4. It should be clear.

Finally, many organizations have a values statement. Carter McNamara says

“Values represent the core priorities in the organization’s culture, including what drives members’ priorities and how they truly act in the organization, etc.”

Consider these examples:

The following list gives attributes of a good values statement:

  1. It should set priorities for the organization by stating what is important.
  2. It should describe how members of the organization interact with each other and with others outside the organization.
  3. It should provide guidance about trade-offs.

Collins and Porras found that visionary companies have strong values.

In a visionary company, the core values need no rational or external justification. Nor do they sway with the trends and fads of the day. Nor even do they shift in response to changing market conditions. (page 75)

Now let's put mission, vision, and values all together. Collins and Porras found that mission, vision, and values (or what they call ideology) was very important to their visionary companies.

A detailed pair-by-pair analysis showed that the visionary companies have generally been more ideologically driven and less purely profit-driven than the comparison companies in seventeen out of eighteen pairs. ... This is one of the clearest differences we found between the visionary and comparison companies. (page 55)

But they also noted:

The visionary companies attained their stature not so much because they made visionary pronouncements (although they often did make such pronouncements). Nor did they rise to greatness because they wrote one of the vision, values, purpose, mission, or aspiration statements that have become popular in management today (although they wrote such statements more frequently than the comparison companies and decades before it became fashionable). Creating a statement can be a helpful step in building a visionary company, but it is only one of thousands of steps in a never-ending process of expressing the fundamental characteristics we identified across the visionary companies. (pages 10-11)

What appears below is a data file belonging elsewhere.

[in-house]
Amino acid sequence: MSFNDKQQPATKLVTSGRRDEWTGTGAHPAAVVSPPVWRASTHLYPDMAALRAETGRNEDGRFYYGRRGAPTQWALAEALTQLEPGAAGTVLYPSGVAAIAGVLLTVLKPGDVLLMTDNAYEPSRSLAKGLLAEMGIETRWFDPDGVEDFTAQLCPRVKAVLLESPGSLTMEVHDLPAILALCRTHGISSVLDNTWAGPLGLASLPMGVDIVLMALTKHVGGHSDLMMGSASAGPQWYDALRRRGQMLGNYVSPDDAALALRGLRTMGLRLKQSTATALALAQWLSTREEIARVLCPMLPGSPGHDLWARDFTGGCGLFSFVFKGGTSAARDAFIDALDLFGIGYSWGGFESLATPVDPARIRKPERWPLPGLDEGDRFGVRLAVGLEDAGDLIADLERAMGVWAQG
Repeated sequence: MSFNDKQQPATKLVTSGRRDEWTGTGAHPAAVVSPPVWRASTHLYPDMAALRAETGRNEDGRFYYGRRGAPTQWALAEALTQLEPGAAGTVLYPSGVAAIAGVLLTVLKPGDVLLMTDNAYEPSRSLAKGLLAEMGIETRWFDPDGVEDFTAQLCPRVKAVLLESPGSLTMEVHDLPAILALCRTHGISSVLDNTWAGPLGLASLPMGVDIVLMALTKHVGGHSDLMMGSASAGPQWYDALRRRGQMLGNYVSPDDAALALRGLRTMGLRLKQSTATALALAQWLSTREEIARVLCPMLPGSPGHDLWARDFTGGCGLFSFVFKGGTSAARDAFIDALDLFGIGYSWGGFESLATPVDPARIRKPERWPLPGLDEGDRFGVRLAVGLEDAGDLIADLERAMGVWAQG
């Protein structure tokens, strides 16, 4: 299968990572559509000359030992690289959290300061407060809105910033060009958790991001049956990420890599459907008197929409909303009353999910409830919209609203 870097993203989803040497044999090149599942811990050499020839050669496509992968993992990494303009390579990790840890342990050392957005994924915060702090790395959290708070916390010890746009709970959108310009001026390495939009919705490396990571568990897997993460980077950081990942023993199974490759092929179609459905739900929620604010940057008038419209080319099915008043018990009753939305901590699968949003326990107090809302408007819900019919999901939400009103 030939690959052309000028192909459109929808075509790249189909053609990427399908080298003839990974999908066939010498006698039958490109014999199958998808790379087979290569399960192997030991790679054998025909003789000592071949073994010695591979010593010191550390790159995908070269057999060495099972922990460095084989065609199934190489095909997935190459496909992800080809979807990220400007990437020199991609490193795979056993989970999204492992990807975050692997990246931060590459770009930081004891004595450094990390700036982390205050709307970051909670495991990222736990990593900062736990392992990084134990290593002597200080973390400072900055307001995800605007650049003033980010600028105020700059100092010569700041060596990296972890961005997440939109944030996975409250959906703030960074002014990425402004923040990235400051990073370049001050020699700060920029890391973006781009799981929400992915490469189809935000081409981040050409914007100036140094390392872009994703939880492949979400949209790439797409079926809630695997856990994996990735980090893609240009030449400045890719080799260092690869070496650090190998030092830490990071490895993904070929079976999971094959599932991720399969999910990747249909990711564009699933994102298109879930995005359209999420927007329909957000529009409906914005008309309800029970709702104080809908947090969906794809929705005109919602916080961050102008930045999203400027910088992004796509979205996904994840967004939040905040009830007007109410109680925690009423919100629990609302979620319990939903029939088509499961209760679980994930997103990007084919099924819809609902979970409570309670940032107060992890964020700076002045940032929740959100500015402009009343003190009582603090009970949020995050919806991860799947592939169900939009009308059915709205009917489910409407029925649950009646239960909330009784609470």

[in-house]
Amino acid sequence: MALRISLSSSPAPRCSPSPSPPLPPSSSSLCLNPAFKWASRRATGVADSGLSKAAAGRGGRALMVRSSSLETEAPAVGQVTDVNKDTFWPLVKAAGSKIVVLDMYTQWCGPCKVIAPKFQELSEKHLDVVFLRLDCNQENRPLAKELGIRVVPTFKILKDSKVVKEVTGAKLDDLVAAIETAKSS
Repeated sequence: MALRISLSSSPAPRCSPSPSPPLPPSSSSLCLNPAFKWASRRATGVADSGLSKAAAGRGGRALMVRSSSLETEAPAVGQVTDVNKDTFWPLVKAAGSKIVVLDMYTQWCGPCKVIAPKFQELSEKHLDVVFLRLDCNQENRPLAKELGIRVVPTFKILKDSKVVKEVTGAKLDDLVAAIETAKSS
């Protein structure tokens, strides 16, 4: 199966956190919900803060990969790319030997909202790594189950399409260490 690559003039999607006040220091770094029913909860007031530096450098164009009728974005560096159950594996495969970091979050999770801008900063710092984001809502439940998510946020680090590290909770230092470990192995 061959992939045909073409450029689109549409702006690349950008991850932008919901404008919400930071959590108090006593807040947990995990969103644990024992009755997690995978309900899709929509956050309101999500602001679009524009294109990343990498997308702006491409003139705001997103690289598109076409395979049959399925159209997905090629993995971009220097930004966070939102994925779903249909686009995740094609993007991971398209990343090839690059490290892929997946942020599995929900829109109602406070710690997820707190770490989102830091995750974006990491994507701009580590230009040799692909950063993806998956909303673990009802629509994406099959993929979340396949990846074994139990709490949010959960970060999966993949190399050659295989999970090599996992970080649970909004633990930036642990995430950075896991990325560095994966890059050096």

Peters argues that a leader should live the vision and preach it with intensity and emotion (Thriving on Chaos, pages 406-407). Hayes and Wheelwright found that the successful manufacturing companies had strong philosophies. Jim Collins says the statements don't matter as much as the alignment of theorganization with the mission, vision, and values:

Studying and working closely with some of the world's most visionary organizations has made it clear that they concentrate primarily on the process of alignment, not on crafting the perfect "statement." Not that it is a waste of time to think through fundamental questions like, "What are our core values? What is our fundamental reason for existence? What do we aspire to achieve and become?" Indeed, these are very important questions-questions that get at the "vision" of the organization.

Organizations that have mission, vision, and values statements may not call them that and may not separate out the three parts. They often put these statements together on one web page. Consider these examples.

CIA Vision, Mission, and Values
We will provide knowledge and take action to ensure the national security of the United States and the preservation of American life and ideals.

We are the eyes and ears of the nation and at times its hidden hand. We accomplish this mission by: Collecting intelligence that matters. Providing relevant, timely, and objective all-source analysis. Conducting covert action at the direction of the President to preempt threats or achieve United States policy objectives.